A man will be imprisoned in a room with a door that’s unlocked and opens inwards; as long as it does not occur to him to pull rather than push. – Ludwig Wittgenstein
I leave Sisyphus at the foot of the mountain! One always finds one’s burden again. But Sisyphus teaches the higher fidelity that negates the gods and raises rocks. He too concludes that all is well. This universe henceforth without a master seems to him neither sterile nor futile. Each atom of that stone, each mineral flake of that night filled mountain, in itself forms a world. The struggle itself toward the heights is enough to fill a man’s heart. One must imagine Sisyphus happy. – Albert Camus
When his father died in 1913 Wittgenstein inherited a fortune, which he quickly gave away. When war broke out the next year, he volunteered for the Austrian army. He continued his philosophical work and won several medals for bravery during the war. The result of his thinking on logic was the Tractatus Logico-Philosophicus which was eventually published in English in 1922 with Russell’s help. This was the only book Wittgenstein published during his lifetime. Having thus, in his opinion, solved all the problems of philosophy, Wittgenstein became an elementary school teacher in rural Austria, where his approach was strict and unpopular, but apparently effective. He spent 1926-28 meticulously designing and building an austere house in Vienna for his sister Gretl.
In 1929 he returned to Cambridge to teach at Trinity College, recognizing that in fact he had more work to do in philosophy. He became professor of philosophy at Cambridge in 1939. During World War II he worked as a hospital porter in London and as a research technician in Newcastle. After the war he returned to university teaching but resigned his professorship in 1947 to concentrate on writing. Much of this he did in Ireland, preferring isolated rural places for his work. By 1949 he had written all the material that was published after his death as Philosophical Investigations, arguably his most important work. He spent the last two years of his life in Vienna, Oxford and Cambridge and kept working until he died of prostate cancer in Cambridge in April 1951. His work from these last years has been published as On Certainty. His last words were, “Tell them I’ve had a wonderful life.” LINK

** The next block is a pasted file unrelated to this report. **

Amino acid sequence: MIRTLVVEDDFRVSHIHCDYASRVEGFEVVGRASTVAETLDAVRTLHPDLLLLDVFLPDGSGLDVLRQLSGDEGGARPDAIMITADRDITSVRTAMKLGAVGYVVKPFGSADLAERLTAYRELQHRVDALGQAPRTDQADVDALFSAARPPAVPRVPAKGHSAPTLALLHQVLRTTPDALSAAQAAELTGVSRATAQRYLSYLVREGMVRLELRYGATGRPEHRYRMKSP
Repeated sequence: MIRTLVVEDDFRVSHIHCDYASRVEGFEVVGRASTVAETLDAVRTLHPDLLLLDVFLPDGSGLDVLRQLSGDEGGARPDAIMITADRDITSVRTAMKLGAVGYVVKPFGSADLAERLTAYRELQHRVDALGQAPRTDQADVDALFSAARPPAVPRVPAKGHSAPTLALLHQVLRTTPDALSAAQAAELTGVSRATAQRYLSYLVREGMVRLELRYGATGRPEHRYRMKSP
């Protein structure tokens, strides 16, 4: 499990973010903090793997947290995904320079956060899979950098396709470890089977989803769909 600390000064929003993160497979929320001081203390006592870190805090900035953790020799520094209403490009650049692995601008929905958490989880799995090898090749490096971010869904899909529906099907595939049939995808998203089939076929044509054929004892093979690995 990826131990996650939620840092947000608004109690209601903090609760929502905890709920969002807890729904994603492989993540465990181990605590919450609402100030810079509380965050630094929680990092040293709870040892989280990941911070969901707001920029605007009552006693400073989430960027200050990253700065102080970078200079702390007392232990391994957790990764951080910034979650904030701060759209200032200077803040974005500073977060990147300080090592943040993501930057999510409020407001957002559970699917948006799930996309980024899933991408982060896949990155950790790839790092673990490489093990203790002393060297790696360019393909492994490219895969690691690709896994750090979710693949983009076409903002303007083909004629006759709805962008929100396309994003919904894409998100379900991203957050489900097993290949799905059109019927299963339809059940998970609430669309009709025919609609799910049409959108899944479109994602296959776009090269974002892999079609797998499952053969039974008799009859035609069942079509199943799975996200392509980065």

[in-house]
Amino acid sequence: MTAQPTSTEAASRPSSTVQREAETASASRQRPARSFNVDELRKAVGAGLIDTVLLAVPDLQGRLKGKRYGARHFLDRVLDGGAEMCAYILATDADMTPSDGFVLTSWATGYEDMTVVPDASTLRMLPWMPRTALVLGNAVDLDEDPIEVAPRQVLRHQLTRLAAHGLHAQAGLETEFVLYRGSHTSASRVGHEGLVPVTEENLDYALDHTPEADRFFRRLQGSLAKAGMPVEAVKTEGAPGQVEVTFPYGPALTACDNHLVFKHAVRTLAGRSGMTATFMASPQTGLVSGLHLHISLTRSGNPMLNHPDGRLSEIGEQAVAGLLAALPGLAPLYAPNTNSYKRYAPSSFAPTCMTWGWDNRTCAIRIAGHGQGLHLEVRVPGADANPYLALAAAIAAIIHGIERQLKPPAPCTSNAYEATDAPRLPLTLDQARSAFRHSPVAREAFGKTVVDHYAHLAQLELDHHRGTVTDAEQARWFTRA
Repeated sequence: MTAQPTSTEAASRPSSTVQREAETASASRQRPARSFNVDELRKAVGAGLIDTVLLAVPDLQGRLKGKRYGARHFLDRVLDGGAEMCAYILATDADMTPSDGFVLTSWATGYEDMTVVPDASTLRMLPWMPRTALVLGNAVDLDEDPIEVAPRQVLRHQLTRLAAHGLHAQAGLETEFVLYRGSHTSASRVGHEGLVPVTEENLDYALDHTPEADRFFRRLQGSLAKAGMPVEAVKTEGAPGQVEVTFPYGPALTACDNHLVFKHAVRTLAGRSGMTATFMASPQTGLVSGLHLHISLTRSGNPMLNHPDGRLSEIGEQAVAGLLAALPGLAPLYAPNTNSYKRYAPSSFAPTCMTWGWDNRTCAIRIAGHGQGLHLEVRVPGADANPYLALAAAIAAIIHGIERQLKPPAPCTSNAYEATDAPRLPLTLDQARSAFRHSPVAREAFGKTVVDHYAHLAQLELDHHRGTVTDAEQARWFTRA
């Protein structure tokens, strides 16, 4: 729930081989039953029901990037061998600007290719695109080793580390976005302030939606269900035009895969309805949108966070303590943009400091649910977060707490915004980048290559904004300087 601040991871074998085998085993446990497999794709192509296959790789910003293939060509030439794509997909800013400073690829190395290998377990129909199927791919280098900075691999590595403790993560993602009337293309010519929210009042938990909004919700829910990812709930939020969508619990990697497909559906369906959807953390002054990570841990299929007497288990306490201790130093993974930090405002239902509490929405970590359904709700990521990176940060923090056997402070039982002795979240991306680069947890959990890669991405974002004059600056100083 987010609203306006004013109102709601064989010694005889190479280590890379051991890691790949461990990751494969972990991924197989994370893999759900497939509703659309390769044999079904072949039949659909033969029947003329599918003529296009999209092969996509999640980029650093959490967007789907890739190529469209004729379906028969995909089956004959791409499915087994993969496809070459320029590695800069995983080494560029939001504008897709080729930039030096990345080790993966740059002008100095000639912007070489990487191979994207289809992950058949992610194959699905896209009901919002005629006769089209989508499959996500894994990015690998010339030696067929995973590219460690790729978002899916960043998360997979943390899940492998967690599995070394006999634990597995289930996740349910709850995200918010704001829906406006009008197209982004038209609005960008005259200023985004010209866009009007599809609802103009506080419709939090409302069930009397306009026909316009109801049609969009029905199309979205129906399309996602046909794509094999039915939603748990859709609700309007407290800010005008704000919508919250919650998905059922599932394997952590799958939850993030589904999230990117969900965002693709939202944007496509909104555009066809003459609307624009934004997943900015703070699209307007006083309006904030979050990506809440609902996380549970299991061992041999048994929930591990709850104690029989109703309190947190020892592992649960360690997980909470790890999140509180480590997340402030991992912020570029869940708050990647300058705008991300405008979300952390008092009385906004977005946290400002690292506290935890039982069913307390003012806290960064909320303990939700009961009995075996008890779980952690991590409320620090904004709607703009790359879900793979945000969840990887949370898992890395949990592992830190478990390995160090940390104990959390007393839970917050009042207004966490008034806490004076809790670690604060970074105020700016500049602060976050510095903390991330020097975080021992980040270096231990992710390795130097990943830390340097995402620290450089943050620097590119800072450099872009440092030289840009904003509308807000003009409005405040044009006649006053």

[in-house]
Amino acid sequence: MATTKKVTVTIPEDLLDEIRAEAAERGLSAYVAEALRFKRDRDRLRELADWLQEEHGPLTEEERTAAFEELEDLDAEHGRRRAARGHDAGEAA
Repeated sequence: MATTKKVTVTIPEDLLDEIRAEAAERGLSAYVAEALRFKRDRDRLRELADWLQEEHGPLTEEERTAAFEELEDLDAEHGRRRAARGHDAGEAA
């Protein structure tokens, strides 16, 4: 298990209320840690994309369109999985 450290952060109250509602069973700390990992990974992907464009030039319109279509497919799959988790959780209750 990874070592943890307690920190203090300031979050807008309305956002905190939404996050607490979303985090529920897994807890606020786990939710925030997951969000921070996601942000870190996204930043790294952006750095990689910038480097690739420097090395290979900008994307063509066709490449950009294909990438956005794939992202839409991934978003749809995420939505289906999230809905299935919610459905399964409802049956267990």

Perhaps the greatest inspiration and example that Camus provides for contemporary readers is the lesson that it is still possible for a serious thinker to face the modern world (with a full understanding of its contradictions, injustices, brutal flaws, and absurdities) with hardly a grain of hope, yet utterly without cynicism. To read Camus is to find words like justice, freedom, humanity, and dignity used plainly and openly, without apology or embarrassment, and without the pained or derisive facial expressions or invisible quotation marks that almost automatically accompany those terms in public discourse today.
At Stockholm Camus concluded his Nobel acceptance speech with a stirring reminder and challenge to modern writers. “The nobility of our craft,” he declared, “will always be rooted in two commitments, both difficult to maintain: the refusal to lie about what one knows and the resistance to oppression.” He left behind a body of work faithful to his own credo that the arts of language must always be used in the service of truth and the service of liberty. LINK